Politics, Business & Culture in the Americas

Film: [i]La Hora Cero[/i]

Venezuela’s Social Inequality

La Hora Cero (The Zero Hour), a movie set and filmed in Caracas, is the big-screen debut of Venezuelan-born and U.S.-raised director Diego Velasco, whose short films have won over 26 awards. Set during the real-life, 24-hour national health strike that paralyzed the city’s public hospitals in 1996, it follows a fictional hitman (sicario) who takes control of a private hospital to save his pregnant girlfriend—the victim of a shooting in which the culprit is revealed only later in the film.

By focusing on a sicario, one of Latin America’s most feared criminal types, the film attempts to show the link between violence and social inequality—in this case the gap in quality between private and public health care. During the filming, reality quickly intruded in cinematic interpretation. A supporting actor was assassinated, and a co-producer was kidnapped but released.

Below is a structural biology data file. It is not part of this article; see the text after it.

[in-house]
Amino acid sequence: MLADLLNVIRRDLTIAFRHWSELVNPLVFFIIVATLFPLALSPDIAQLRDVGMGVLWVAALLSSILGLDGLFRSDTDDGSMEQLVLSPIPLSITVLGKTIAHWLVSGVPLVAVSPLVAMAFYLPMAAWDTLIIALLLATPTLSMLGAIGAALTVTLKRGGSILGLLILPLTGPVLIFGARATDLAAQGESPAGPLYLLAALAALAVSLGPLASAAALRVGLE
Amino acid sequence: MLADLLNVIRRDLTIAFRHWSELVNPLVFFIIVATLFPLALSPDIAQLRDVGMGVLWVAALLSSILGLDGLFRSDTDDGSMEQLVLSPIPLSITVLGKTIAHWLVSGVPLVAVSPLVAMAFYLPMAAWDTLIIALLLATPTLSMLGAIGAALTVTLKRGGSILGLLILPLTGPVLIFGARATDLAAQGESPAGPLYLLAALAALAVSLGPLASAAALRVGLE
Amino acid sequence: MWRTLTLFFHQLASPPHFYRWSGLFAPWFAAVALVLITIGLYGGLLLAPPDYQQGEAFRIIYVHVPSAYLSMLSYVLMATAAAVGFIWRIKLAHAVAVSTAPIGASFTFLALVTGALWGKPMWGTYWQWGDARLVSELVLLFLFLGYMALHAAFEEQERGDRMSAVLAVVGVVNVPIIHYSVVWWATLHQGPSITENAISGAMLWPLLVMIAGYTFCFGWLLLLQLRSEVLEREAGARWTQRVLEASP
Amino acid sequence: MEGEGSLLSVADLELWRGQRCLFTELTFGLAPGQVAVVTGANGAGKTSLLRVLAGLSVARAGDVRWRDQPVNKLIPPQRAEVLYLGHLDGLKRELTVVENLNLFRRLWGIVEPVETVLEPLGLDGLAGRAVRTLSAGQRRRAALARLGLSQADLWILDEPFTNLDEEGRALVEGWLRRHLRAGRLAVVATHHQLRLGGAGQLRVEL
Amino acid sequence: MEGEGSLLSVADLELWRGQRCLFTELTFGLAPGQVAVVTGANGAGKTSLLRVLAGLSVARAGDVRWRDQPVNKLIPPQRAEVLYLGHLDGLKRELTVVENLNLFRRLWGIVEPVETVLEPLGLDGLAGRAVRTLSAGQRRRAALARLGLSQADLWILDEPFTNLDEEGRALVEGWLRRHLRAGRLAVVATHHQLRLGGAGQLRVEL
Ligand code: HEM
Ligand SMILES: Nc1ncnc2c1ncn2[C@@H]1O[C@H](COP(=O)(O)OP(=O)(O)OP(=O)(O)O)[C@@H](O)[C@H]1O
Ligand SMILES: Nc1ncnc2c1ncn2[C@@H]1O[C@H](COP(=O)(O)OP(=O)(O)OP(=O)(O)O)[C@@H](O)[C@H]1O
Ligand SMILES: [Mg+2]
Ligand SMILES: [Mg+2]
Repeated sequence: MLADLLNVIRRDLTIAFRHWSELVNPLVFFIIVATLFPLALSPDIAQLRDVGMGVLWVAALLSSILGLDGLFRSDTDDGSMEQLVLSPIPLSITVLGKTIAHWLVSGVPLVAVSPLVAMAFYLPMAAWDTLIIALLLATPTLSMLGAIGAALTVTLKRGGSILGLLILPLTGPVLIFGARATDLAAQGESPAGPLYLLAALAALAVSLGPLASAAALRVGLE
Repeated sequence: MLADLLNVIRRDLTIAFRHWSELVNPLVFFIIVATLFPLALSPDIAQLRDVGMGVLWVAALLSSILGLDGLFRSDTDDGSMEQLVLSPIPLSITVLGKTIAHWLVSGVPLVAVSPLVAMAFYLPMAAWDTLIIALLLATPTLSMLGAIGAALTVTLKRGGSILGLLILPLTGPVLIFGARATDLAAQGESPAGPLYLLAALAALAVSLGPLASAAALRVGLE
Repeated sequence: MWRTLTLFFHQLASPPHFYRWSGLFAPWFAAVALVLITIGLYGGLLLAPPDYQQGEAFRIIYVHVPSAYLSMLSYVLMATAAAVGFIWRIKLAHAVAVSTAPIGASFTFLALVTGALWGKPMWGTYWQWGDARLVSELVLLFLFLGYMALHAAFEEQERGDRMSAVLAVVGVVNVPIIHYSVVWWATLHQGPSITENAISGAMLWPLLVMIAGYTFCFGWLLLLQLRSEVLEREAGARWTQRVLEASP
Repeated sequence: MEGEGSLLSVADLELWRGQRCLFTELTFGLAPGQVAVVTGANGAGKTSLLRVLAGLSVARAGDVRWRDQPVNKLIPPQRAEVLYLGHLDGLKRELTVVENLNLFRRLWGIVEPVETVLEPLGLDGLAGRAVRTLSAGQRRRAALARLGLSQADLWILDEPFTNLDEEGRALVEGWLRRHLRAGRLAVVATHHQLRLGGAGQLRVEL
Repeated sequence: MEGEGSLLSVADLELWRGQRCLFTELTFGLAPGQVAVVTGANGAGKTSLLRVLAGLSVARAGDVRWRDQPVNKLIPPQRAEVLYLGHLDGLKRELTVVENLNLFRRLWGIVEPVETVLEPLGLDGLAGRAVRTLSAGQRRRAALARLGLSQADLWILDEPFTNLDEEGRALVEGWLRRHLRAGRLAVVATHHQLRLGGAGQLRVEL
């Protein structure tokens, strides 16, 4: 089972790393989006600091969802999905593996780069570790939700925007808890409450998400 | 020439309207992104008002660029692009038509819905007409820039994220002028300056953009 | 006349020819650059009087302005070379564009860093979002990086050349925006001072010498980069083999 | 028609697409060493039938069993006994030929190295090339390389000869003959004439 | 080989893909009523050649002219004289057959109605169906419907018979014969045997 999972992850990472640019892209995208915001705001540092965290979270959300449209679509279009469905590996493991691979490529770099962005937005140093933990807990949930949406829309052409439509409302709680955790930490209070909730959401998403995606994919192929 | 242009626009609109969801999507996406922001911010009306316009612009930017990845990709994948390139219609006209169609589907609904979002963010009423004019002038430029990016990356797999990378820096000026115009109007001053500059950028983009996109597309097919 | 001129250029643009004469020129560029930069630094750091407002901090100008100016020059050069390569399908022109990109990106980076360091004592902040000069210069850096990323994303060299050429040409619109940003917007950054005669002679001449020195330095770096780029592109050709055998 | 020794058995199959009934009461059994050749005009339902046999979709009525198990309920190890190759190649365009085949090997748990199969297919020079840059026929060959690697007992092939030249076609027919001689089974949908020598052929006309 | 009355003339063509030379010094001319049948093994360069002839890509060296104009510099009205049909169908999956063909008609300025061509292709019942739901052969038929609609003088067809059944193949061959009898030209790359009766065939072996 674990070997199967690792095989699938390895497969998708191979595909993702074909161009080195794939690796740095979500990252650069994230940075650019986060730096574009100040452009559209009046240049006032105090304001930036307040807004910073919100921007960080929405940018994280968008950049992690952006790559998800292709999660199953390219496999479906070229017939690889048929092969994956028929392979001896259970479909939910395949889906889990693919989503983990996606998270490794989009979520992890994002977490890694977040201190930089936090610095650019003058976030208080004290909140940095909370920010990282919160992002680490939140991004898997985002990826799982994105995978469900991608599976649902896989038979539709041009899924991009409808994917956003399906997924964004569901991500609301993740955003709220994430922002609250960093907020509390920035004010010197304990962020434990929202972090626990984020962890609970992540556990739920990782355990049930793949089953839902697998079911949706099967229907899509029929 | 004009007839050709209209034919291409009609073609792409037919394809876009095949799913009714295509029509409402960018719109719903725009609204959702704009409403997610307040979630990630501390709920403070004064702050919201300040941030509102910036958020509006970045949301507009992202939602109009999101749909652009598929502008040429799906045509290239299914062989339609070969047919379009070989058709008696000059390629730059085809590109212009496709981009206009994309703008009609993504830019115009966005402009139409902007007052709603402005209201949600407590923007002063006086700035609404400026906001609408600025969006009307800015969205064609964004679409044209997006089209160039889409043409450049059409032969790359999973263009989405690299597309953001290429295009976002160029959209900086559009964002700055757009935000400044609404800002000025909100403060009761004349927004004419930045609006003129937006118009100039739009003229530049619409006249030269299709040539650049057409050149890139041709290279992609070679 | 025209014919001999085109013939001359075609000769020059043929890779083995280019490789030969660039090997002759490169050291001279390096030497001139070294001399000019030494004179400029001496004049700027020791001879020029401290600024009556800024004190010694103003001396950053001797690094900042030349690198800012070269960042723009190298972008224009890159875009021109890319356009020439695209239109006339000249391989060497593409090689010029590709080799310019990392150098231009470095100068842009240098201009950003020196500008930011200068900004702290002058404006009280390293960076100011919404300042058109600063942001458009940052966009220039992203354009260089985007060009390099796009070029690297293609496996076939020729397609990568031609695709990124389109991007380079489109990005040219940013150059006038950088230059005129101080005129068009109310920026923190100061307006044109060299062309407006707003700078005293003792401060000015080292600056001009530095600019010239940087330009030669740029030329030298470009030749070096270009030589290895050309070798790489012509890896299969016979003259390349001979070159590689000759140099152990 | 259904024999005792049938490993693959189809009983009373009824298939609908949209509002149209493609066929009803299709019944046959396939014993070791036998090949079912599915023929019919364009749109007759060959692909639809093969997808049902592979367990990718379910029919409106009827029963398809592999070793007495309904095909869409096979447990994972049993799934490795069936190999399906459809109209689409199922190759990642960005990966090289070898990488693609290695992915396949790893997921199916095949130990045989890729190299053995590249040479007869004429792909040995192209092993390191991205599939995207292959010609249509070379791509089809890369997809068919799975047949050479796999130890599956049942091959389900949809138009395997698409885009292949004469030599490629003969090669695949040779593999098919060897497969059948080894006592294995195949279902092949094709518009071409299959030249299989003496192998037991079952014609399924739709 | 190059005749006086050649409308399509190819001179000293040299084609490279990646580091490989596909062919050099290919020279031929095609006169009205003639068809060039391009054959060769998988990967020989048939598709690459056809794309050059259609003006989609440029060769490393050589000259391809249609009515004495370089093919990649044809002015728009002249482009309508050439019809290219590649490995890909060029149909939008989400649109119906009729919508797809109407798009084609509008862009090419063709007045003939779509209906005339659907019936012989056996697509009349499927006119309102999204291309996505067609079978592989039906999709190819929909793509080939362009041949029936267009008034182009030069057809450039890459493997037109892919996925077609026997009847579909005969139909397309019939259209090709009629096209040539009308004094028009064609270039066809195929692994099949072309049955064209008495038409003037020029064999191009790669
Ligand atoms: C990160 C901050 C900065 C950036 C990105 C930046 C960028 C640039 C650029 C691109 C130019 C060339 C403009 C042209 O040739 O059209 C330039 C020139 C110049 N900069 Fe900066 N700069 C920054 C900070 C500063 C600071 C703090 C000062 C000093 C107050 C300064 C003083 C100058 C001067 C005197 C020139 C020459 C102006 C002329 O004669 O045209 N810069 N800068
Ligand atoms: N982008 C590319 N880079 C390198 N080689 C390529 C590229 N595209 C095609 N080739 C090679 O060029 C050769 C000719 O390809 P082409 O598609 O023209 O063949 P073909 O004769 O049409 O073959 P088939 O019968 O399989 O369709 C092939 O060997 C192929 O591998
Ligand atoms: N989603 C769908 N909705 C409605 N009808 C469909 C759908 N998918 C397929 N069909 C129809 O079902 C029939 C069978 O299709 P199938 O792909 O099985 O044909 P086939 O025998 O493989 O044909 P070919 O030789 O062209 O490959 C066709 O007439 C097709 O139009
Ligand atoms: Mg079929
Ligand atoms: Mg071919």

The filmmakers say they did not want to produce a socioeconomic critique. “We want viewers to digest and interpret the movie’s ideas, not to put ideas in their heads,” Guatemalan co-writer Carolina Paiz told AQ. The Venezuela release is scheduled for after mid-2010, followed by distribution around the hemisphere.

ABOUT THE AUTHOR

Matthew Aho is a consultant in the corporate practice group at Akerman LLP.

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Any opinions expressed in this piece do not necessarily reflect those of Americas Quarterly or its publishers.
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